Business and technical writing is often, arguably always, composed for the consumption of an audience, known or imagined. In formal writing on Technical Communication, audiences are often referred to as “discourse communities”. The term "user community" is also common, and less academic. "Readership" is another less technical term. Undoubtedly there are more. Could the quantity of labels be interpreted as evidence of the significance of the "audience"?
It is essential that technical communicators be literate designers of visual information, since the more they know, the better will be the results of their collaboration with graphics artists. The principles governing visual communication evolved from those used for printed information.  Due to ever increasing preference for online media, information professionals including graphic designers, multimedia authors, and technical communicators are endeavouring to expand and improve on existing, print-oriented design guidelines to accommodate and exploit the idiosyncrasies and benefits of online delivery.
Effectiveness and Limitations of General Methodology and Specific Methods
In case #2 we first encountered the researchers’ probing technique, in which testers escalate the specificity of questions to extract increasingly detailed answers. What regulates this probing is not mentioned (for instance: does questioning cease upon satisfactory answer?). If probing failed to yield insight, the testers drew subjects’ attention to specific matters, but could a subject’s lack of comment not be enlightening? Also, by mentioning a feature, did the testers exaggerate its importance, leading subjects to award it unwarranted attention and inflate their responses accordingly?
Early in the article, the authors declare that little current research focuses primarily on visual communication. Perhaps this is due to the divisibility difficulties their own case studies highlight, and because evaluating visual communication in stark separation from usability is an undertaking of doubtful practicable worth.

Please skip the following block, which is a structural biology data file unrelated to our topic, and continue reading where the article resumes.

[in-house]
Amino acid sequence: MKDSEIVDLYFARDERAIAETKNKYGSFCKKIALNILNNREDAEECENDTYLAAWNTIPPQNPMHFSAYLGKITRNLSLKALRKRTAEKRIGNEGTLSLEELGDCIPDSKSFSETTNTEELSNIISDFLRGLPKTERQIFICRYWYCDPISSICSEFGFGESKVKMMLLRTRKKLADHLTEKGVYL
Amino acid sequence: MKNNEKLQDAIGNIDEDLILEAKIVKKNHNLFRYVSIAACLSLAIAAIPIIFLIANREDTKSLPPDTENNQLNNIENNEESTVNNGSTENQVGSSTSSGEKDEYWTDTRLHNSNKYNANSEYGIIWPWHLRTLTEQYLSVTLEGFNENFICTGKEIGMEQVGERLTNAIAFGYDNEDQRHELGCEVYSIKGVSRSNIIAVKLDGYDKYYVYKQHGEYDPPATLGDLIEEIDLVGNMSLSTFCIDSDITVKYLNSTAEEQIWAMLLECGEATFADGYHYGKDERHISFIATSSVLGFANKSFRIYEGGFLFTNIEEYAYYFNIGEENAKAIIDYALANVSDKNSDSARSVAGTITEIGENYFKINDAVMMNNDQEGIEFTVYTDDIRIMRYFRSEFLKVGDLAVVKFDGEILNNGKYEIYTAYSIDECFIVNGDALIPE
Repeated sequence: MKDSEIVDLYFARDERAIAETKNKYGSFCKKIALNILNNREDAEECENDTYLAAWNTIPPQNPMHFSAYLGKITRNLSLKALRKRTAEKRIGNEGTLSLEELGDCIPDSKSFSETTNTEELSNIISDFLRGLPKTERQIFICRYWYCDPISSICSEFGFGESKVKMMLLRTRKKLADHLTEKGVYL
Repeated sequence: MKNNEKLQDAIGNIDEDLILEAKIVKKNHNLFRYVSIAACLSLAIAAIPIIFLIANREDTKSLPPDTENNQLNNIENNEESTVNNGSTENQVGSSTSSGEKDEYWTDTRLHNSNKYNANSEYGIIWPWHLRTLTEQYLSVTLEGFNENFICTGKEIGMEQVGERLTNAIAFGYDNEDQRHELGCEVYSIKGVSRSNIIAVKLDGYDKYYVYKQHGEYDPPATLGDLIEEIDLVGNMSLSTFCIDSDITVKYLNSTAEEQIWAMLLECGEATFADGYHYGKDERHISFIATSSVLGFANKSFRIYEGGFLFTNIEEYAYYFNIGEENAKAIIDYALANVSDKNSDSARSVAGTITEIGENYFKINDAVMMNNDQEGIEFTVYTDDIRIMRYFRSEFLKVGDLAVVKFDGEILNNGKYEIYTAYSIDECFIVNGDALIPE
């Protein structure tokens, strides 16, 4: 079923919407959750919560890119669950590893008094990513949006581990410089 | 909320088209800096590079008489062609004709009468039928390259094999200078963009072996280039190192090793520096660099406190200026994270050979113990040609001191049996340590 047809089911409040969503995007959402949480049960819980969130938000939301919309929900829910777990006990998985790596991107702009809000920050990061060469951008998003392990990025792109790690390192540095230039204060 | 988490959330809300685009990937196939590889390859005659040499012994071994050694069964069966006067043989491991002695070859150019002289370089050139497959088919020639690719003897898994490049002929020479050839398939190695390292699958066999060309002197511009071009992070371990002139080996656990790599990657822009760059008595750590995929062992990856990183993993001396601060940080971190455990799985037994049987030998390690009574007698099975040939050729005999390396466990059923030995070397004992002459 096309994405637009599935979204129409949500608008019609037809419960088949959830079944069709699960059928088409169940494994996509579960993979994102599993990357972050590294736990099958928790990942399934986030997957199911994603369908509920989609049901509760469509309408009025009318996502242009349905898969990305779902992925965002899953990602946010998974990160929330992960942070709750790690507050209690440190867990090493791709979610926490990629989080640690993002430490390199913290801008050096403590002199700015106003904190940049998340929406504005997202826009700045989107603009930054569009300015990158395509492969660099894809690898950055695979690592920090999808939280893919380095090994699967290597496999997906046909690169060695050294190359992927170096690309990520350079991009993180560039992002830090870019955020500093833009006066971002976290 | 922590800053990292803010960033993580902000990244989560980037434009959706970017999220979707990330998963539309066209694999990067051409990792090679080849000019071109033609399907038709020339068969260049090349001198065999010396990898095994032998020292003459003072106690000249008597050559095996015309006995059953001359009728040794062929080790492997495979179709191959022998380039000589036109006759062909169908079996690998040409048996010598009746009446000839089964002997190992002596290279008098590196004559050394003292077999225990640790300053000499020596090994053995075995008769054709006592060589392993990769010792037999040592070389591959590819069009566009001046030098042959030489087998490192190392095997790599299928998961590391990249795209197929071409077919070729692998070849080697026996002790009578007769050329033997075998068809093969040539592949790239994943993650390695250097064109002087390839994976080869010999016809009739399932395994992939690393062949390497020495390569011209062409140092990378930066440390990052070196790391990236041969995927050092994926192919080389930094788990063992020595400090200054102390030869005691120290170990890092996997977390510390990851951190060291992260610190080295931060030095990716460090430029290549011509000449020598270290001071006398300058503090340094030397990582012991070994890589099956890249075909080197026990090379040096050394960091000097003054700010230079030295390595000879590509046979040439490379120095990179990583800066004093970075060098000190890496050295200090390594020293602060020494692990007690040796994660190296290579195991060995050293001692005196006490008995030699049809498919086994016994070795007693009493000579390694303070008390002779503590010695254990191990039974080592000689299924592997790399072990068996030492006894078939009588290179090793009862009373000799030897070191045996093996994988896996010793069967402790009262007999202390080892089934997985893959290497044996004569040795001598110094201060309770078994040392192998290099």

This series of articles examines the media preferences of technical communicators within the conceptual framework provided by the article Communicating Channels used by Technical Writers Throughout the Documentation Process (McGee, 2000), of which critical summary forms this first section. Following that is a comparison of the results of a survey issued to 23 technical translators/communicators in replication of McGee’s empirical method for validation or reassessment of her arguments and findings with regard to the Japanese Technical Communication context. Differences and similarities in the results of the surveys (incorporating influential intercultural factors) are then presented within expanded discussion of Media Richness Theory (hereafter “MRT”). Assessment of the value to my workplace practice of MRT and the surveys’ findings closes this essay.
All respondents reported using all channels proposed by McGee; respondents overwhelmingly favoured face-to-face meetings at project start; written communication was markedly more practiced when conflicts arose (although, perhaps surprisingly, 36% favoured face-to-face meetings to resolve conflicts). These results are on the whole correlative with MRT, but McGee posits no explicit hypotheses or predictions, citing instead a conservative combination of SI theory and MRT concepts that she implies her findings will support. As if to increase the probability of that outcome, the sample is small and the tightness of the survey’s questions precludes subtlety and potentially informative data (cf. MacNealy’s “fill-in-the-blank”-type questions, which might have been more generative, albeit more problematic to summarize and/or less hypothesis-compliant).
The findings of the 2006 survey were fully correspondent with the author’s expectations, and offer little new information or useful insight. Although of minimal import to my current workplace practice, the results of the 2006 survey provide representative data from which longstanding beliefs of English-language technical authors in Japan might be supported and future studies into technical communication practices within the Japanese workplace might draw.
This series of articles discusses a 1997 technical report on reading paper versus "on-line" documents. (For consistency with the report being evaluated, the authors' hyphenated "on-line" is used throughout).
The findings of O’Hara and Sellen have little applicability to my work situation, which features only one process that can effectively utilize the advantages of paper: namely proofreading/checking. All writing is produced by means of applications, but copy is printed for final checking whenever time permits. Impromptu jobs frequently involve jotting translations onto paper, which is an ideal and practical medium for such tasks, but these consume at most, several minutes. The overwhelming bulk of the workload arrives as PDF files, is edited via Adobe Acrobat, and then returned for SGML/XML setting.